David McBride, the former military lawyer who exposed Australian war crimes in Afghanistan, will face trial next year after Commonwealth lawyers intervened to suppress the use of crucial evidence that reportedly would have granted him whistleblower protection.

McBride leaked documents to the ABC—known as the “Afghan Files”—detailing horrific acts carried out by Australian special forces (SAS) between 2009 and 2013, including several unlawful killings. One incident involved the shooting of an unarmed 14-year-old boy, Khan Mohammed, as he was collecting figs near his home in Kandahar province. Another was the shooting from a helicopter of three unarmed civilians in Jalbay after a suspected Taliban insurgent couldn’t be located. The documents also revealed evidence that Australian soldiers had been severing the hands of dead Afghans.

The leaks, which led to a police raid of the ABC headquarters, were central to the initiation of the Brereton Report—an investigation into the alleged war crimes. The report revealed a culture of brutality and cover-up among SAS soldiers in Afghanistan, including the unlawful killings of 39 Afghan civilians, the shooting of an unarmed intellectually disabled man in the back of the head, executions of unarmed or handcuffed detainees and the planting of AK-47s on dead bodies.

Whistleblowers such as McBride should be commended. Instead, the government is persecuting him. The Commonwealth argued for the suppression of McBride’s evidence on the basis that its release would go against the public interest. McBride told reporters outside the ACT supreme court: “The government played the national security card to the absolute hilt”.

It is within the power of the attorney-general to intervene and end McBride’s prosecution. But McBride told Michael West Media’s Callum Foote: “The attorney-general’s office never looks at the merits of the case, they just get told that this guy is an enemy of the department, go for it. The attorney-general only changes tack under public pressure, such as in the case of Bernard Collaery”.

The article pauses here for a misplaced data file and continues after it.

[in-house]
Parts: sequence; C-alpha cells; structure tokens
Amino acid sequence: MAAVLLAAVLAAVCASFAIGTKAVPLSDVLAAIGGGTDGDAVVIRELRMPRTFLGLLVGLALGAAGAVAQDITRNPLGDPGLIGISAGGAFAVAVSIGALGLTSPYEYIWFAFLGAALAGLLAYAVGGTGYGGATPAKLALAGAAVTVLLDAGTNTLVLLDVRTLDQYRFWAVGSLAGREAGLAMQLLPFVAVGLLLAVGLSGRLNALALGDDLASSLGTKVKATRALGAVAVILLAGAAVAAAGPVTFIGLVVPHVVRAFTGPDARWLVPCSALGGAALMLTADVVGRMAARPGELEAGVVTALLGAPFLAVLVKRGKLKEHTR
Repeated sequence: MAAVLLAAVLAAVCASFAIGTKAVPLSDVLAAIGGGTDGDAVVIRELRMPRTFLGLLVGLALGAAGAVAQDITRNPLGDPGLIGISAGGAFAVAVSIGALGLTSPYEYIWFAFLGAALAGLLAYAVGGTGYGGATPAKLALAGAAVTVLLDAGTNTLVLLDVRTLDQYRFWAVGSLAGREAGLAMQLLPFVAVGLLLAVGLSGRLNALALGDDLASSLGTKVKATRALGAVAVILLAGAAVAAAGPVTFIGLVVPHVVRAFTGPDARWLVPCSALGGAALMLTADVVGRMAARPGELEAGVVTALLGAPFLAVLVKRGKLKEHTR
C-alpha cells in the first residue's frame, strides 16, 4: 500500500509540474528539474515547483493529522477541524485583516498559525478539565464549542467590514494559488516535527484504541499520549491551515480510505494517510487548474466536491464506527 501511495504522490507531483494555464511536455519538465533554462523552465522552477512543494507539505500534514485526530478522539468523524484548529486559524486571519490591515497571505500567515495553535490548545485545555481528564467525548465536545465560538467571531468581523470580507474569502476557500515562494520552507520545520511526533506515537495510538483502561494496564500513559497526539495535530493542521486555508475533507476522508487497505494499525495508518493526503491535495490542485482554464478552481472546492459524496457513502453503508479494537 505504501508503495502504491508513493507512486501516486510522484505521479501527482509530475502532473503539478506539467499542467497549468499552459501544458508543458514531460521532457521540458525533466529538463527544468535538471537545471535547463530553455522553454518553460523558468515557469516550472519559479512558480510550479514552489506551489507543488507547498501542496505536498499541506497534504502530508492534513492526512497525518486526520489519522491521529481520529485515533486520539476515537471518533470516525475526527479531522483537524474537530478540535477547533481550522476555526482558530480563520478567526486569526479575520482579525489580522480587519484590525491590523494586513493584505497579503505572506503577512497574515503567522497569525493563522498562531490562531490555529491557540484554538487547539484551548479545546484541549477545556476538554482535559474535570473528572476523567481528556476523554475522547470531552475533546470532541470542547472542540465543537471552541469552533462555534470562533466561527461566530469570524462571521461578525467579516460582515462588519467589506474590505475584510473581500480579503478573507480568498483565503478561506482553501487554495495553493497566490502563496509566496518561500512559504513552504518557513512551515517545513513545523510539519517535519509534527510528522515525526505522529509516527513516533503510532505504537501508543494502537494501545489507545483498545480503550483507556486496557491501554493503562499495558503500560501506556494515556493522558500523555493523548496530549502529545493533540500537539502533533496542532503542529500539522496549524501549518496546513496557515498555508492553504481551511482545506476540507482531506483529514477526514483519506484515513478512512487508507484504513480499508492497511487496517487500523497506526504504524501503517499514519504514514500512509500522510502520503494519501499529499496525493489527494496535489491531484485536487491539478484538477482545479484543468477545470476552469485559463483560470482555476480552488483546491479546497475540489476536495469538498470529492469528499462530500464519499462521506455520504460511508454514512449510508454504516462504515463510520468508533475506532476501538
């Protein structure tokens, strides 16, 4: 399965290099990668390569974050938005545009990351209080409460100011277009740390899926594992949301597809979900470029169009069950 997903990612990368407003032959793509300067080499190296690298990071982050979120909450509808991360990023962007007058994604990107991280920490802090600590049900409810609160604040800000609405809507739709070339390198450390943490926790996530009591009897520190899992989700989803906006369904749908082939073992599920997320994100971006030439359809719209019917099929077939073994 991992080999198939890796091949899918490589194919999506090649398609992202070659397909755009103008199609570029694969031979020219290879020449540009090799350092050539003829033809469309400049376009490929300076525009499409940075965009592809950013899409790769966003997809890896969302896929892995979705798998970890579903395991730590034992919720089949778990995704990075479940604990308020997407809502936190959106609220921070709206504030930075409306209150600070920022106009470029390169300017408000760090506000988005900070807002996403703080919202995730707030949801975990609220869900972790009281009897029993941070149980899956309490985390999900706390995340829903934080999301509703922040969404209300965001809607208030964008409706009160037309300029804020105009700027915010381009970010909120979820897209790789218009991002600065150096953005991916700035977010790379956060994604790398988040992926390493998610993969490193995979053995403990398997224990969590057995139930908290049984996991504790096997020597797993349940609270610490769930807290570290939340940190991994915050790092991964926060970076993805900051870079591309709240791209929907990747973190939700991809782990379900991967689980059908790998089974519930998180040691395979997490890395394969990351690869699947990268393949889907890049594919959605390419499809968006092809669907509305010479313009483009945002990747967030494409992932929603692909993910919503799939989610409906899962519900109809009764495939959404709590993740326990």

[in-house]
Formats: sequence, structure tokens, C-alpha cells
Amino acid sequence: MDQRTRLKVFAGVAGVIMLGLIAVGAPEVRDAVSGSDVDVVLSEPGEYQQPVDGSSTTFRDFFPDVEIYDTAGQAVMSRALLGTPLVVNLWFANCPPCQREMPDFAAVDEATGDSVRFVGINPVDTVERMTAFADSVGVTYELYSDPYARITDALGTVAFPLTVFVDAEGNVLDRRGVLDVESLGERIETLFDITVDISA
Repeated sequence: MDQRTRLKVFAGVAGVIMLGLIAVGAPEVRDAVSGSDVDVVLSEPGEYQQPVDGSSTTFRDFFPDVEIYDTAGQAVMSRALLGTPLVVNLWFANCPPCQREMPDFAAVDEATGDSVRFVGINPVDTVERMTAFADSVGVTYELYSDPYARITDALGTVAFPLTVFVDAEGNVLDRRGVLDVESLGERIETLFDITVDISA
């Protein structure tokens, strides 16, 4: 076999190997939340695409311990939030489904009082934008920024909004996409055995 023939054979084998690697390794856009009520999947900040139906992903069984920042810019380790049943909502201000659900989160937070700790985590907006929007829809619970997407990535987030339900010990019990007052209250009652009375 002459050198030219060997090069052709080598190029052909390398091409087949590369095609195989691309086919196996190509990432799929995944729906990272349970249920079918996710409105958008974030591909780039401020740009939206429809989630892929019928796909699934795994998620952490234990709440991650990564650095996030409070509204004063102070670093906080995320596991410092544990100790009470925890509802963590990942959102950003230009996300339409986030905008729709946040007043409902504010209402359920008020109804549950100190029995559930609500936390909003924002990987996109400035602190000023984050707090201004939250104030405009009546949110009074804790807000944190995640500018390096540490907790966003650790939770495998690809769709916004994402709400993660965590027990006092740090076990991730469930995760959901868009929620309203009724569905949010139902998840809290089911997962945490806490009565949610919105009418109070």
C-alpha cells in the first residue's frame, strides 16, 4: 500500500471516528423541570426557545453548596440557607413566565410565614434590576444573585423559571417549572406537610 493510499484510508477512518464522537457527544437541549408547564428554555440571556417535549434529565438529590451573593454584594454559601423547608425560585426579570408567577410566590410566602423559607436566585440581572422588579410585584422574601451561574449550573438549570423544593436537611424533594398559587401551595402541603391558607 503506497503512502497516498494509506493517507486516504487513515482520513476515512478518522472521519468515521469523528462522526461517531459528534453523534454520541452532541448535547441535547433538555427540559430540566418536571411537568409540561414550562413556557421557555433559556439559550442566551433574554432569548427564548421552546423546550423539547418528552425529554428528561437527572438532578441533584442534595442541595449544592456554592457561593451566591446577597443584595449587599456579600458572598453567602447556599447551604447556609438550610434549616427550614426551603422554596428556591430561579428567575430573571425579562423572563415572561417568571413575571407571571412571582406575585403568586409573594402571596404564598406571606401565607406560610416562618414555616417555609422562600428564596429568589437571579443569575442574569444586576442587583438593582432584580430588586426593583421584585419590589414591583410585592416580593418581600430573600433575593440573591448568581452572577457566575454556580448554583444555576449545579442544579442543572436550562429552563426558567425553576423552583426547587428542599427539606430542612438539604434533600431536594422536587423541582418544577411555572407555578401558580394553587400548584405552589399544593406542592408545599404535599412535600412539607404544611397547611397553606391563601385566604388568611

Collaery was charged in 2018 with disclosing protected intelligence information. The case relates to the Australia–East Timor spying scandal, in which the Australian government bugged East Timor’s Cabinet offices to gain an advantage during commercial negotiations to carve up the resource-rich Timor Sea.

After concerns were raised by a deal struck between China and the Solomon Islands and after a public call by East Timor’s president to drop charges against Collaery, Foreign Minister Penny Wong visited the island. Soon after, the charges were dropped.

A similar situation appears unlikely for McBride.

“Considering [the government] has ongoing whistleblower cases, despite having promised further protections in the National Anti-Corruption Commission bill, they’ve suspiciously left out a whistleblower protection agency”, He told Foote. “Why wouldn’t they do that? What downside for the government in legislating one? It’s hard not to think that they have bad intentions by not doing it, given they haven’t even explained why.”

Whether the new Anti-Corruption Commission commits to protecting whistleblowers is yet to be seen. McBride’s situation makes clear, however, that the Albanese government’s commitment to transparency is skin deep.

McBride has performed a great service and should be protected.